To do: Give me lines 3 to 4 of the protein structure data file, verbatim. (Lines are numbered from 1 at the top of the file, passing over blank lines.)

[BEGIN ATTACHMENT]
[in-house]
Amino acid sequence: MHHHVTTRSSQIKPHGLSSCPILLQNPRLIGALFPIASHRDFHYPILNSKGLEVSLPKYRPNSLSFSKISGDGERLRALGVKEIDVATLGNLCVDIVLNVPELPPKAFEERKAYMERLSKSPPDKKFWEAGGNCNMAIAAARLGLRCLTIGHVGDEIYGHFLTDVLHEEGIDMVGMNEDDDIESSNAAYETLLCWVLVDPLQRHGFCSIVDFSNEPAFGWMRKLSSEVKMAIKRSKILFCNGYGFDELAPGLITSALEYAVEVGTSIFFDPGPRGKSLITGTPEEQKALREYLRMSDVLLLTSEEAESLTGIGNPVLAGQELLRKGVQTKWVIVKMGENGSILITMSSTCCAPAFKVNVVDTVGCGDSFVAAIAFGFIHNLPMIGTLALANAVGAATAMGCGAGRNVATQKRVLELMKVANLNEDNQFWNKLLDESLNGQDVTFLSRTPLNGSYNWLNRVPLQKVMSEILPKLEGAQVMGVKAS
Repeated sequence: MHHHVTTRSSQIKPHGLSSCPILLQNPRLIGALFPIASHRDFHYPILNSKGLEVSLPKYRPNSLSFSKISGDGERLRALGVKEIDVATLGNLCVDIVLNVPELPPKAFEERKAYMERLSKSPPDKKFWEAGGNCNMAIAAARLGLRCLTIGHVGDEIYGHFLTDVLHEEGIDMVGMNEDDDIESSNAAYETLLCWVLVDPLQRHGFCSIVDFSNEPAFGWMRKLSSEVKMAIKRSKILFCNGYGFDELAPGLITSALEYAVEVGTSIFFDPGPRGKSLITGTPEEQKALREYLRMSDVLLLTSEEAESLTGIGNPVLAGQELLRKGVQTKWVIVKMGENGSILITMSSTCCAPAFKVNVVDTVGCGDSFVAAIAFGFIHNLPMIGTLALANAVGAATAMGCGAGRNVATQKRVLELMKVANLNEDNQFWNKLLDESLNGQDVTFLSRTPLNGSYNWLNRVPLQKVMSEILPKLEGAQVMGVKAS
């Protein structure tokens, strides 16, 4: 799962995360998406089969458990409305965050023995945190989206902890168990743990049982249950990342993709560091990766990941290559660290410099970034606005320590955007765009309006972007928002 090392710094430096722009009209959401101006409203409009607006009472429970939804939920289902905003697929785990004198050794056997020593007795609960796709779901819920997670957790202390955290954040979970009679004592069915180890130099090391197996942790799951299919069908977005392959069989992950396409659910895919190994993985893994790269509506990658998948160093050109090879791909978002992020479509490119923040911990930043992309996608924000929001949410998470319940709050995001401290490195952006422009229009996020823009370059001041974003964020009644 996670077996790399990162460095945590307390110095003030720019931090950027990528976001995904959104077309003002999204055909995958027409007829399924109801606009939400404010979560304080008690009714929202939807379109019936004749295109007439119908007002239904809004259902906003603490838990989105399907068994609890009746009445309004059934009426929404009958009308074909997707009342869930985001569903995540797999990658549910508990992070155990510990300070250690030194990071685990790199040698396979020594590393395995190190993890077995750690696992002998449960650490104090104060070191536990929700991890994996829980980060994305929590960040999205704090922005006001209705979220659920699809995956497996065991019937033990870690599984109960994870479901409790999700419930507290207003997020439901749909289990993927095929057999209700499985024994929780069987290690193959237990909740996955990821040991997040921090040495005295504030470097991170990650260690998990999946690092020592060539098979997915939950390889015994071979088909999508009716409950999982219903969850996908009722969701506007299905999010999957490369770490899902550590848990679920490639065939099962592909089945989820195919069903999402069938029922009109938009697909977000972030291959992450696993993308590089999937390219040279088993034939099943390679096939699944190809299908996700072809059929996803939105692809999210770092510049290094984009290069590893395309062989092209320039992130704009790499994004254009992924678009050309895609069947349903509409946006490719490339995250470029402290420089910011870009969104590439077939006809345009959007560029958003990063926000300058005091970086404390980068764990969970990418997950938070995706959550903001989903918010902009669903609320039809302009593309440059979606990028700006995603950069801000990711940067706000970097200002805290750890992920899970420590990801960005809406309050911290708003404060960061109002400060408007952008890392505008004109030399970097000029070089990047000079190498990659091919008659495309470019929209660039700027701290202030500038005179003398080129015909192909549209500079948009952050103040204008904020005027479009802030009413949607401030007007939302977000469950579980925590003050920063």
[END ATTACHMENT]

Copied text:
Repeated sequence: MHHHVTTRSSQIKPHGLSSCPILLQNPRLIGALFPIASHRDFHYPILNSKGLEVSLPKYRPNSLSFSKISGDGERLRALGVKEIDVATLGNLCVDIVLNVPELPPKAFEERKAYMERLSKSPPDKKFWEAGGNCNMAIAAARLGLRCLTIGHVGDEIYGHFLTDVLHEEGIDMVGMNEDDDIESSNAAYETLLCWVLVDPLQRHGFCSIVDFSNEPAFGWMRKLSSEVKMAIKRSKILFCNGYGFDELAPGLITSALEYAVEVGTSIFFDPGPRGKSLITGTPEEQKALREYLRMSDVLLLTSEEAESLTGIGNPVLAGQELLRKGVQTKWVIVKMGENGSILITMSSTCCAPAFKVNVVDTVGCGDSFVAAIAFGFIHNLPMIGTLALANAVGAATAMGCGAGRNVATQKRVLELMKVANLNEDNQFWNKLLDESLNGQDVTFLSRTPLNGSYNWLNRVPLQKVMSEILPKLEGAQVMGVKAS
């Protein structure tokens, strides 16, 4: 799962995360998406089969458990409305965050023995945190989206902890168990743990049982249950990342993709560091990766990941290559660290410099970034606005320590955007765009309006972007928002 090392710094430096722009009209959401101006409203409009607006009472429970939804939920289902905003697929785990004198050794056997020593007795609960796709779901819920997670957790202390955290954040979970009679004592069915180890130099090391197996942790799951299919069908977005392959069989992950396409659910895919190994993985893994790269509506990658998948160093050109090879791909978002992020479509490119923040911990930043992309996608924000929001949410998470319940709050995001401290490195952006422009229009996020823009370059001041974003964020009644 996670077996790399990162460095945590307390110095003030720019931090950027990528976001995904959104077309003002999204055909995958027409007829399924109801606009939400404010979560304080008690009714929202939807379109019936004749295109007439119908007002239904809004259902906003603490838990989105399907068994609890009746009445309004059934009426929404009958009308074909997707009342869930985001569903995540797999990658549910508990992070155990510990300070250690030194990071685990790199040698396979020594590393395995190190993890077995750690696992002998449960650490104090104060070191536990929700991890994996829980980060994305929590960040999205704090922005006001209705979220659920699809995956497996065991019937033990870690599984109960994870479901409790999700419930507290207003997020439901749909289990993927095929057999209700499985024994929780069987290690193959237990909740996955990821040991997040921090040495005295504030470097991170990650260690998990999946690092020592060539098979997915939950390889015994071979088909999508009716409950999982219903969850996908009722969701506007299905999010999957490369770490899902550590848990679920490639065939099962592909089945989820195919069903999402069938029922009109938009697909977000972030291959992450696993993308590089999937390219040279088993034939099943390679096939699944190809299908996700072809059929996803939105692809999210770092510049290094984009290069590893395309062989092209320039992130704009790499994004254009992924678009050309895609069947349903509409946006490719490339995250470029402290420089910011870009969104590439077939006809345009959007560029958003990063926000300058005091970086404390980068764990969970990418997950938070995706959550903001989903918010902009669903609320039809302009593309440059979606990028700006995603950069801000990711940067706000970097200002805290750890992920899970420590990801960005809406309050911290708003404060960061109002400060408007952008890392505008004109030399970097000029070089990047000079190498990659091919008659495309470019929209660039700027701290202030500038005179003398080129015909192909549209500079948009952050103040204008904020005027479009802030009413949607401030007007939302977000469950579980925590003050920063």